By Keisha B. Ta-asan, Reporter
THE PHILIPPINES’ first Islamic banking unit will soon be operational this month in Cotabato City, an official from the Bangko Sentral ng Pilipinas (BSP) said.
BSP Deputy Governor Chuchi G. Fonacier said there are a lot of players, both foreign and domestic, that are interested in setting up an Islamic bank or an Islamic banking unit (IBU) in the Philippines.
“(The BSP) already granted an Islamic banking license to a particular branch that will open soon in Cotabato. I think, within this month, it will open,” she said, adding that the bank will be releasing more details soon.
In July last year, Ms. Fonacier said one traditional lender has been given license to do Islamic banking for a particular branch in Mindanao.
Before the Monetary Board gave its first IBU license, the Philippines only had one Islamic bank. This is the state-owned Al Amanah Islamic Investment Bank, which is a subsidiary of the Development Bank of the Philippines and created by a presidential decree in 1973.
At the same time, Ms. Fonacier said a branch of a foreign bank is also interested in doing Islamic banking in the Philippines to cater to the unserved Muslim market in Mindanao.
The central bank has been encouraging lenders to get into Islamic banking after the sector was opened to new players.
In April 2022, the BSP issued Circular No. 1173, which approved the modified minimum capitalization requirement for conventional banks with an IBU.
The goal of the circular was to provide flexibility in licensing an IBU of qualified traditional banks and give more Filipinos access to Shari’ah-compliant banking products and services.
Under the guidelines, conventional commercial banks or subsidiary banks of a universal bank that meet the minimum capital requirement for their respective banking category are allowed to operate an IBU within a transitory period not exceeding five years.
BSP Deputy Governor Francisco G. Dakila, Jr. earlier said there are at least five foreign banks that are exploring the establishment of either a stand-alone Islamic bank or an IBU in the Philippines.
Amendments and reforms to Islamic banking licensing, Shari’ah governance, and taxation have been instrumental in attracting more players into the sector.
The government also issued policies to implement the Islamic Banking Law and the provisions on Islamic banking under the Bangsamoro Organic Law.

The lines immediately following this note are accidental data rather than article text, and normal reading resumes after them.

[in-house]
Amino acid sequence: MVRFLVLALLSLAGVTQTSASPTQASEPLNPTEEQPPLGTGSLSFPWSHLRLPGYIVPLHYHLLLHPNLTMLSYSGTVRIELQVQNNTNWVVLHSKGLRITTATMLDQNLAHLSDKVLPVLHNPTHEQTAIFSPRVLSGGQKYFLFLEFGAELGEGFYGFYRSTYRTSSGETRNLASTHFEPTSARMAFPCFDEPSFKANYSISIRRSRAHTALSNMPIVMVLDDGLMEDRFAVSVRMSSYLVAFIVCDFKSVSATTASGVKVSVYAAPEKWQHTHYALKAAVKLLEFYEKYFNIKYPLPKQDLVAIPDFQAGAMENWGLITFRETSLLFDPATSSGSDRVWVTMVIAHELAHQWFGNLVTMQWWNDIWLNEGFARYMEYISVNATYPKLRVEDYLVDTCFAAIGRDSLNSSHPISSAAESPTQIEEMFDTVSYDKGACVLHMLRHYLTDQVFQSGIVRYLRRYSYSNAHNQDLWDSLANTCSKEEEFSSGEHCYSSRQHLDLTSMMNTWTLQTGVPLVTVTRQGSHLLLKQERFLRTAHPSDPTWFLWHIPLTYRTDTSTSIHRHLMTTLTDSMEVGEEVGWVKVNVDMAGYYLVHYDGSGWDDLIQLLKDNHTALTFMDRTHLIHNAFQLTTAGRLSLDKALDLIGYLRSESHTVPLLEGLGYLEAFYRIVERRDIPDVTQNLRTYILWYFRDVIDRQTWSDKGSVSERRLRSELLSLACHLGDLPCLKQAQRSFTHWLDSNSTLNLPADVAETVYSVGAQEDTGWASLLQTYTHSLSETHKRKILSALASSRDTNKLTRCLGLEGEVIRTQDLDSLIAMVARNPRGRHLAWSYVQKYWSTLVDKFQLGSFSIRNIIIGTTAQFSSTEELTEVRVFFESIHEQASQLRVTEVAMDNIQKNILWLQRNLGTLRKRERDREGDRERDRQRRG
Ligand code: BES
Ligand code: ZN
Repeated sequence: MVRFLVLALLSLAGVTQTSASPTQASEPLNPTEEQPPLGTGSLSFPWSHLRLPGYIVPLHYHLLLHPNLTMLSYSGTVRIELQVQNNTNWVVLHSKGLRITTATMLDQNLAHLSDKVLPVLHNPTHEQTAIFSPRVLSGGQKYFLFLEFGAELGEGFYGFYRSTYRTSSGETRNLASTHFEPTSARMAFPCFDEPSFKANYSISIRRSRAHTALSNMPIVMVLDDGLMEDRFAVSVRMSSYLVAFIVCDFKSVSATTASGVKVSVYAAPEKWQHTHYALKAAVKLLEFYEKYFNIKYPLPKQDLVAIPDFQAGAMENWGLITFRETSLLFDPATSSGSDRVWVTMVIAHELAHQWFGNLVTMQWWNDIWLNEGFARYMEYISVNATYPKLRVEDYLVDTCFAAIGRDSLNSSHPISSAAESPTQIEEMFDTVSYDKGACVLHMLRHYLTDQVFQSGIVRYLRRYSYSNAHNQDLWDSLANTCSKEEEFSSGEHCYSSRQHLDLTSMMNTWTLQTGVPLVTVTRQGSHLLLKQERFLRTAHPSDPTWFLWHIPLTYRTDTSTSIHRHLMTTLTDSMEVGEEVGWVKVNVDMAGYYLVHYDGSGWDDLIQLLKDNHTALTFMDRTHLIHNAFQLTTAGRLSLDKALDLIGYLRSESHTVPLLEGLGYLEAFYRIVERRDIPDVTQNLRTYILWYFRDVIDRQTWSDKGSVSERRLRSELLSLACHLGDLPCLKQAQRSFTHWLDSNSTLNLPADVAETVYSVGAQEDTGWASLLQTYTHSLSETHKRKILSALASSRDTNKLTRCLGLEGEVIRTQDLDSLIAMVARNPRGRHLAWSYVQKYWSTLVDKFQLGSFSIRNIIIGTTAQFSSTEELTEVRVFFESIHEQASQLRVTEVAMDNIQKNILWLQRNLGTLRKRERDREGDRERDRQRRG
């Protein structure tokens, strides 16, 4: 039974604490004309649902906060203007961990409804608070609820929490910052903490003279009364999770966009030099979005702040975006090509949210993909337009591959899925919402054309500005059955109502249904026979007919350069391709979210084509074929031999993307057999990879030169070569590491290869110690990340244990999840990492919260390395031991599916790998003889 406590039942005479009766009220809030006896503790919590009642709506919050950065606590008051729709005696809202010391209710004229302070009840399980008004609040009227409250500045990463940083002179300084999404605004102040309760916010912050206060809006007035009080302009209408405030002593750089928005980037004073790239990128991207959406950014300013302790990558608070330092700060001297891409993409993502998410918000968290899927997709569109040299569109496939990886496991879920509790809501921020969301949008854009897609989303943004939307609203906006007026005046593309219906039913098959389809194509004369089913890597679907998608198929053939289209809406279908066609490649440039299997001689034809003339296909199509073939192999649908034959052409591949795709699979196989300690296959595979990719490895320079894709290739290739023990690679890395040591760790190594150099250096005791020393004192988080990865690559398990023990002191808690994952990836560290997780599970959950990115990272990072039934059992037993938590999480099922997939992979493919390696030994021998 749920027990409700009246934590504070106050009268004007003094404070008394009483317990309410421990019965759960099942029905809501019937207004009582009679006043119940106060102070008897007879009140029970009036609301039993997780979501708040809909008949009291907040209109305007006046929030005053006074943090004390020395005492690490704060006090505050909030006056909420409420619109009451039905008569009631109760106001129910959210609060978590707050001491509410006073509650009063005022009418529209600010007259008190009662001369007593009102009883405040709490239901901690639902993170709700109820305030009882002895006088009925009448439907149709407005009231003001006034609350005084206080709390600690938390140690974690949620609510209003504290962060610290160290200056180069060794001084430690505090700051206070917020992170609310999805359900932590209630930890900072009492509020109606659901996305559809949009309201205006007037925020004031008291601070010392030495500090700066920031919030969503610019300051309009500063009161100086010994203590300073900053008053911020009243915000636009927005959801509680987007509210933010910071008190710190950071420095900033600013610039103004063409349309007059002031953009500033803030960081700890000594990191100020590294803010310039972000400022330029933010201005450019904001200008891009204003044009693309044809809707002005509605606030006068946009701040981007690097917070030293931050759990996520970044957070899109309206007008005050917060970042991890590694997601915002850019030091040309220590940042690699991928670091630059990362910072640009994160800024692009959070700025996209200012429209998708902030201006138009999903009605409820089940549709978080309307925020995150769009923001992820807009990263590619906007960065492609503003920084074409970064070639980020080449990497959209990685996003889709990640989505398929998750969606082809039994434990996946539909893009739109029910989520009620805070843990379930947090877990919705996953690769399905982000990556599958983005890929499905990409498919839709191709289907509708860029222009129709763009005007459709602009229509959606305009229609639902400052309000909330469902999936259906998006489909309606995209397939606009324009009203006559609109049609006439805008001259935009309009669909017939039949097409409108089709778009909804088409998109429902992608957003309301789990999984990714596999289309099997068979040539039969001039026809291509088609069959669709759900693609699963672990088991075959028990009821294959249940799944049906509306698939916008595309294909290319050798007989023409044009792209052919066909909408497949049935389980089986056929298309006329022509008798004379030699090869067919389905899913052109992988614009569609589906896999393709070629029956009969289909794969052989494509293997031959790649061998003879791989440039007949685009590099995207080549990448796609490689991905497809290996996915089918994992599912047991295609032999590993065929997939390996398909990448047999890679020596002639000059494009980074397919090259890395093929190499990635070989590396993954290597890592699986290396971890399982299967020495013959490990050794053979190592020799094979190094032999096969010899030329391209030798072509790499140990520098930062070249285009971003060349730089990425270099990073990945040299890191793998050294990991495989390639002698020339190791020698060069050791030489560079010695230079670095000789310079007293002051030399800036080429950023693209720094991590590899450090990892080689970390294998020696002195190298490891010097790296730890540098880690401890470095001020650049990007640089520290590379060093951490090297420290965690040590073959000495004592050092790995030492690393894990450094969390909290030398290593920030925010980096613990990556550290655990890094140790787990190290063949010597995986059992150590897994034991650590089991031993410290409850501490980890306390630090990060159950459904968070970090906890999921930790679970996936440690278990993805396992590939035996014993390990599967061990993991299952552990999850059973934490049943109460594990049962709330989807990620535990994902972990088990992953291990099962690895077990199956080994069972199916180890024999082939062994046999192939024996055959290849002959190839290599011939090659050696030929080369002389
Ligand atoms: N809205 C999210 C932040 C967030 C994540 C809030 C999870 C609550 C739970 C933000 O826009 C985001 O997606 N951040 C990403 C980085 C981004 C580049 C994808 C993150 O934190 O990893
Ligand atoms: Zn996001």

Last month, the Shari’ah Supervisory Board (SSB) in the Bangsamoro Autonomous Region in Muslim Mindanao (BARMM) conducted its first board meeting to discuss how to further promote Islamic banking transactions and products in Mindanao and in the rest of the country.
The SSB was formed to implement the shared mandate under Republic Act No. 11054, or the Bangsamoro Organic Law, to boost Islamic banking and finance in the BARMM and to complement the BSP’s Shari’ah Governance Framework for Islamic banks and Islamic banking units
“The SSB is a convergence of expertise in Islamic jurisprudence and contemporary finance. It will strengthen Shari’ah oversight on Islamic banking and finance while complementing existing conventional governance frameworks,” BSP Governor Eli M. Remolona, Jr. earlier said.
Islamic banking is based on the principles of Shari’ah Law. In Islamic banking, interest is prohibited, while in conventional banking, interest is the main source of income.
Products from Islamic banks or IBUs are usually asset-backed and involve trading or renting of assets, while conventional banking treats money as a commodity and lend it against interest as its compensation.
In 2022, the Bureau of Internal Revenue issued Revenue Regulation 17-2020, which states that Islamic banking transactions and other conventional transactions should be taxed equally.
“By applying the same regulations to conventional and Islamic banks — with supplemental guidelines for the unique features of Islamic banking — the BSP enables a level playing field that allows Islamic banks to thrive and serve all Filipinos,” the central bank had said.